Wednesday, February 21, 2018

'Training taught escort not to engage enemy'


Witnesses: Kenrick Thong, left, and Stephen Maurice at yesterday's sitting of the commission of enquiry into the 1990 attempted coup at the Caribbean Court of Justice, Henry Street, Port of Spain. —Photo: ANISTO ALVES

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Former police officer Stephen Maurice, who was part of former prime minister Arthur NR Robinson's personal bodyguard detail, said he did not engage Muslimeen insurgents in battle when they stormed the Red House in July 1990, for fear many more lives would be lost.

Giving evidence before the commission of enquiry yesterday at the Caribbean Court of Justice, Henry Street, Port of Spain, Maurice said: "It is easy to say (ask) why didn't you fire, but when a target is stationary it is very easy to fire at it and you would hit your target. But when the target is moving or the target is shooting back at you, then the problem comes in," he said.

He said the training in VIP protection suggested the "escort is not to engage the enemy... but to give the Prime Minister or the VIP proper body cover".

Maurice said he threw himself over Robinson and was pulled off by one of the insurgents.

Maurice said his hands and feet were bound and he was told not to lift his head and was struck every time he attempted to do so. He said two other members of the Robinson's security detail were brought close to him—one was put on top of him and another at his side.

Maurice said they remained in that position until 8 o'clock that night, when Bilaal Abdullah said: "Release the security, they are just doing their jobs."

He said Abdullah also said: "Don't allow them to leave with any clothes." He also said: "Don't allow them to leave altogether."

They were released at different times. He said his shirt jack suit was cut off of him (leaving him in only his briefs) by one of the insurgents who had a knife.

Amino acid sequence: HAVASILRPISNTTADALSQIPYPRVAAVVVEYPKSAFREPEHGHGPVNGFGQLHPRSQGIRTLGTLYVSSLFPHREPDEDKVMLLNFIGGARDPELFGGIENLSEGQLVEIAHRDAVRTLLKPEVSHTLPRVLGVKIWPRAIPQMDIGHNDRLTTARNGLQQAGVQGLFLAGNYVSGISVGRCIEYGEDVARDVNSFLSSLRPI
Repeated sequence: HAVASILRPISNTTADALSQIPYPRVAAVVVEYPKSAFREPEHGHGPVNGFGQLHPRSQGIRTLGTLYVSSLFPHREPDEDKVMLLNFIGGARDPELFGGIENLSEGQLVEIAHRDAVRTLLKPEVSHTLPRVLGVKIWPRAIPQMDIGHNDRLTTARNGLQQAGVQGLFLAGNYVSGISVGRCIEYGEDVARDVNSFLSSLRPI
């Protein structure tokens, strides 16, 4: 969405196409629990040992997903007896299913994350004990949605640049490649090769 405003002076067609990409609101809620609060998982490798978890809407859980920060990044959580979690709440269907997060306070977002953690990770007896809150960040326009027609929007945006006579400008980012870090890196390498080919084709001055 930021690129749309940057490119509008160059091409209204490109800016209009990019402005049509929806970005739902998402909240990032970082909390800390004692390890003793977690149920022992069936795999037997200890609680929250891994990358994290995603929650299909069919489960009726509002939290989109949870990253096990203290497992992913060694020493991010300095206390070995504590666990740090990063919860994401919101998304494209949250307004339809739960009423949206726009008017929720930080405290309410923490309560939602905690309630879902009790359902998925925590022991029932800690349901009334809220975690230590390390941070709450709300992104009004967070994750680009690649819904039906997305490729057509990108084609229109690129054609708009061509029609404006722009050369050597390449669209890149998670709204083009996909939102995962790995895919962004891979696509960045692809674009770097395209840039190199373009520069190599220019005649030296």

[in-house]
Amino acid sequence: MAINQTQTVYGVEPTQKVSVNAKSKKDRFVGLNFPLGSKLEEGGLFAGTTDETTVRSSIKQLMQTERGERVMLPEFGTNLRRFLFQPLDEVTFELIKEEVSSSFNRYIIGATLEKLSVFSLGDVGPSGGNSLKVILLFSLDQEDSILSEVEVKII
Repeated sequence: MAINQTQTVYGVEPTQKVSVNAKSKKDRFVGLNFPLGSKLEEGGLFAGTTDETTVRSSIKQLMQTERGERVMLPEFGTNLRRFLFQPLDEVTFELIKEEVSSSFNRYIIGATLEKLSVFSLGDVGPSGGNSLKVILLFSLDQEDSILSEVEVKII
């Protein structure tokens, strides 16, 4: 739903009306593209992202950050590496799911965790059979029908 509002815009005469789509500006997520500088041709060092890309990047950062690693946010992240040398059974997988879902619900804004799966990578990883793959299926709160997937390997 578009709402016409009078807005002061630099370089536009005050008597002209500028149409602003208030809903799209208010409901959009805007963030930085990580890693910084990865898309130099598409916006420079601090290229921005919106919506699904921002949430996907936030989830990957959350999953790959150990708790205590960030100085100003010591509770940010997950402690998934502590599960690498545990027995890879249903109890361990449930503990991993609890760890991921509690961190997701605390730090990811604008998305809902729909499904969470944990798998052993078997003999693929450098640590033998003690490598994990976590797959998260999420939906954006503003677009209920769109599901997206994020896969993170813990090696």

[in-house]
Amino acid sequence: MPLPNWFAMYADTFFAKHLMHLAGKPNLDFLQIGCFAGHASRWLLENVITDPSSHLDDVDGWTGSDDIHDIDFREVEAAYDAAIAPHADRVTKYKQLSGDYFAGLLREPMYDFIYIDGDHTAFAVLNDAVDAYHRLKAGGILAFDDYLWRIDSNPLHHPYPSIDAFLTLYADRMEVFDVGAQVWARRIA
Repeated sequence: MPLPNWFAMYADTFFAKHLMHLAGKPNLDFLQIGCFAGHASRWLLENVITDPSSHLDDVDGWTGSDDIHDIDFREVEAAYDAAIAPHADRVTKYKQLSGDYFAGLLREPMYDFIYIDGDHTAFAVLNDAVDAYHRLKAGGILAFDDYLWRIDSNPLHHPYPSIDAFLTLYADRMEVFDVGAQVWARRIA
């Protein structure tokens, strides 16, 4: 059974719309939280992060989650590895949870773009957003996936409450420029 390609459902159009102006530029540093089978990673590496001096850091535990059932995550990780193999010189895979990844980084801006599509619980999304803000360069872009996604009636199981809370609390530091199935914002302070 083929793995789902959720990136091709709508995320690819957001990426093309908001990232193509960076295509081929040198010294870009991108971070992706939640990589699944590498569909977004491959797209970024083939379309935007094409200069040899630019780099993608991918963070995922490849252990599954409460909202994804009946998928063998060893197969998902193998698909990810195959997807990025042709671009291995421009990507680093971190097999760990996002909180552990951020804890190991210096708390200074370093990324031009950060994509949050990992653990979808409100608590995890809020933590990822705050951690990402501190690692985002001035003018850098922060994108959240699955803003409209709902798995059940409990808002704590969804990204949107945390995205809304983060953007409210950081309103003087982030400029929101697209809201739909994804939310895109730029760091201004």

Asked whether he offered to stay with Robinson in the Red House, notwithstanding the fact the insurrectionists were prepared to release him (Maurice), he said no.

He said at that point, he said he thought it was useless to offer to stay. His hands were still bound when he was allowed to leave the Red House that night. He passed by dead bodies and armed insurrectionists as he exited the building.

When he went in the vicinity of Abercromby and Knox Street, he saw two of his colleagues and journalist Andy Johnson, who helped to free him.

But he had to walk the streets with them in his underwear for some time before he was able to get transport to go to the Prime Minister's residence and brief Patricia Robinson, the wife of the then prime minister.

Maurice said he then went to Camp Ogden, Long Circular and was debriefed by Major Ralph Brown.

He said one of the deficiencies in the national security arrangements was not having the Special Branch police officers sitting in Parliament armed, leaving only members of the Prime Minister's personal detail with arms.

"You, Corporal Charles and Constable Pilgrim got exemption or permission to have firearms in Parliament because you were protecting the Prime Minister. But the Prime Minister was one in the Parliament of 36. And here you have all these Special Branch people who are protecting the other 35 (MPs) and not one fella has a firearm. It can't be right. It is not proportionate. It is not reasonable," Sir David stated.

Maurice continued to be Robinson's security until he demitted office in 1991.